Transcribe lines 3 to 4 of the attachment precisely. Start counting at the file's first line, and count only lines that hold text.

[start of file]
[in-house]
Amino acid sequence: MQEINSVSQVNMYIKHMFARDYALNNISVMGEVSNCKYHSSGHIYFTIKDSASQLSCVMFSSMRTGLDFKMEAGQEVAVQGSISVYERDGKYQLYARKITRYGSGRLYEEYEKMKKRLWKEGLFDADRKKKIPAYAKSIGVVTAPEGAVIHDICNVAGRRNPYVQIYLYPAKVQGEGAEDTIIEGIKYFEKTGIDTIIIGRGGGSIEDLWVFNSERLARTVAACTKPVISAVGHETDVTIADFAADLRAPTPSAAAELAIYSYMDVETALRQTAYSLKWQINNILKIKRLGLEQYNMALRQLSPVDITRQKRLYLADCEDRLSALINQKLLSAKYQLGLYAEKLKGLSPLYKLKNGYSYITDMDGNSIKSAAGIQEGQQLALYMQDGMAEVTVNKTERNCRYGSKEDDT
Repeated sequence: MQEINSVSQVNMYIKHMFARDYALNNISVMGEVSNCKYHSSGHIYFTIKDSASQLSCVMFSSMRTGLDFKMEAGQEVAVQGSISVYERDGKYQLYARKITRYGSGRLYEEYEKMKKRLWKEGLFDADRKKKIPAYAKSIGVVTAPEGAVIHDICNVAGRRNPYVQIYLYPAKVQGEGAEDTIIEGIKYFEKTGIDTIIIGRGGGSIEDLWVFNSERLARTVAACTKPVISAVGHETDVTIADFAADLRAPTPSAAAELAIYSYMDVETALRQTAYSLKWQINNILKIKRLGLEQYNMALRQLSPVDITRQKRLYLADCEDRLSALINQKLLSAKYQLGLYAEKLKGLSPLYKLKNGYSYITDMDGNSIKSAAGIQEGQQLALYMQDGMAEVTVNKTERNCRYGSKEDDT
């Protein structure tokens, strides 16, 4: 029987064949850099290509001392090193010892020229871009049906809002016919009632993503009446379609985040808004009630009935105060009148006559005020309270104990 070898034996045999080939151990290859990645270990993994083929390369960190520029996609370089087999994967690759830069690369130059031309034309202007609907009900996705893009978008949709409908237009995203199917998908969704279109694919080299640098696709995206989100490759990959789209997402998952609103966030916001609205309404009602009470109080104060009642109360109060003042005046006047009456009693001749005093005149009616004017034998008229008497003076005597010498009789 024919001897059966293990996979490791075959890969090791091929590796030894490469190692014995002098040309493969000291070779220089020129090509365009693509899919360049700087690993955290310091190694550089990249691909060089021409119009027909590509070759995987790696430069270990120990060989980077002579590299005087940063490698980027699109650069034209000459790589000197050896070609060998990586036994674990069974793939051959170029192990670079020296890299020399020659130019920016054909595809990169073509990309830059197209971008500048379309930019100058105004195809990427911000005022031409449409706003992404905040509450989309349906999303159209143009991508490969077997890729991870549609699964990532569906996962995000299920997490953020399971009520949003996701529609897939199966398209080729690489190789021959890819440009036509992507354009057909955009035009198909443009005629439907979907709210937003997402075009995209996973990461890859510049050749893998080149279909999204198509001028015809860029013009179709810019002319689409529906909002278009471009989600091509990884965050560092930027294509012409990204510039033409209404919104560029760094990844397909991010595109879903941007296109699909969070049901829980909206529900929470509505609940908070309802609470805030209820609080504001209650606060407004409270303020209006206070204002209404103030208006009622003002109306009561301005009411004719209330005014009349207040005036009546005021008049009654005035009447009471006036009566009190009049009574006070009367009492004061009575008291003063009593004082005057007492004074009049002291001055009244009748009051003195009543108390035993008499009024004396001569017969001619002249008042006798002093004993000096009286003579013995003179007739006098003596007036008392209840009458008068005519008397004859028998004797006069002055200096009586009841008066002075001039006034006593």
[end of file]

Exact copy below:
Repeated sequence: MQEINSVSQVNMYIKHMFARDYALNNISVMGEVSNCKYHSSGHIYFTIKDSASQLSCVMFSSMRTGLDFKMEAGQEVAVQGSISVYERDGKYQLYARKITRYGSGRLYEEYEKMKKRLWKEGLFDADRKKKIPAYAKSIGVVTAPEGAVIHDICNVAGRRNPYVQIYLYPAKVQGEGAEDTIIEGIKYFEKTGIDTIIIGRGGGSIEDLWVFNSERLARTVAACTKPVISAVGHETDVTIADFAADLRAPTPSAAAELAIYSYMDVETALRQTAYSLKWQINNILKIKRLGLEQYNMALRQLSPVDITRQKRLYLADCEDRLSALINQKLLSAKYQLGLYAEKLKGLSPLYKLKNGYSYITDMDGNSIKSAAGIQEGQQLALYMQDGMAEVTVNKTERNCRYGSKEDDT
């Protein structure tokens, strides 16, 4: 029987064949850099290509001392090193010892020229871009049906809002016919009632993503009446379609985040808004009630009935105060009148006559005020309270104990 070898034996045999080939151990290859990645270990993994083929390369960190520029996609370089087999994967690759830069690369130059031309034309202007609907009900996705893009978008949709409908237009995203199917998908969704279109694919080299640098696709995206989100490759990959789209997402998952609103966030916001609205309404009602009470109080104060009642109360109060003042005046006047009456009693001749005093005149009616004017034998008229008497003076005597010498009789 024919001897059966293990996979490791075959890969090791091929590796030894490469190692014995002098040309493969000291070779220089020129090509365009693509899919360049700087690993955290310091190694550089990249691909060089021409119009027909590509070759995987790696430069270990120990060989980077002579590299005087940063490698980027699109650069034209000459790589000197050896070609060998990586036994674990069974793939051959170029192990670079020296890299020399020659130019920016054909595809990169073509990309830059197209971008500048379309930019100058105004195809990427911000005022031409449409706003992404905040509450989309349906999303159209143009991508490969077997890729991870549609699964990532569906996962995000299920997490953020399971009520949003996701529609897939199966398209080729690489190789021959890819440009036509992507354009057909955009035009198909443009005629439907979907709210937003997402075009995209996973990461890859510049050749893998080149279909999204198509001028015809860029013009179709810019002319689409529906909002278009471009989600091509990884965050560092930027294509012409990204510039033409209404919104560029760094990844397909991010595109879903941007296109699909969070049901829980909206529900929470509505609940908070309802609470805030209820609080504001209650606060407004409270303020209006206070204002209404103030208006009622003002109306009561301005009411004719209330005014009349207040005036009546005021008049009654005035009447009471006036009566009190009049009574006070009367009492004061009575008291003063009593004082005057007492004074009049002291001055009244009748009051003195009543108390035993008499009024004396001569017969001619002249008042006798002093004993000096009286003579013995003179007739006098003596007036008392209840009458008068005519008397004859028998004797006069002055200096009586009841008066002075001039006034006593």